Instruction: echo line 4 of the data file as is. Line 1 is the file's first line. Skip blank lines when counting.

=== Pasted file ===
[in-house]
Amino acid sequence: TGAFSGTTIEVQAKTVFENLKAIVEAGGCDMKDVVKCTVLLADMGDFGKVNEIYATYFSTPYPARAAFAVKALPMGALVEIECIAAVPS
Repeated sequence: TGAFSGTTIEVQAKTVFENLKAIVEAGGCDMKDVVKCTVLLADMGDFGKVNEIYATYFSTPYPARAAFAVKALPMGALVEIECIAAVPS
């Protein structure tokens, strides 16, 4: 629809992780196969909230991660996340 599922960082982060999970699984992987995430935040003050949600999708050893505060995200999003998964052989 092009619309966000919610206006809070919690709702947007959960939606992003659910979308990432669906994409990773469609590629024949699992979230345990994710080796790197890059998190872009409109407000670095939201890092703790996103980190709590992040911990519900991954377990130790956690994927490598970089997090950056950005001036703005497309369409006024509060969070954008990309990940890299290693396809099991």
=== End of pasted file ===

């Protein structure tokens, strides 16, 4: 629809992780196969909230991660996340 599922960082982060999970699984992987995430935040003050949600999708050893505060995200999003998964052989 092009619309966000919610206006809070919690709702947007959960939606992003659910979308990432669906994409990773469609590629024949699992979230345990994710080796790197890059998190872009409109407000670095939201890092703790996103980190709590992040911990519900991954377990130790956690994927490598970089997090950056950005001036703005497309369409006024509060969070954008990309990940890299290693396809099991």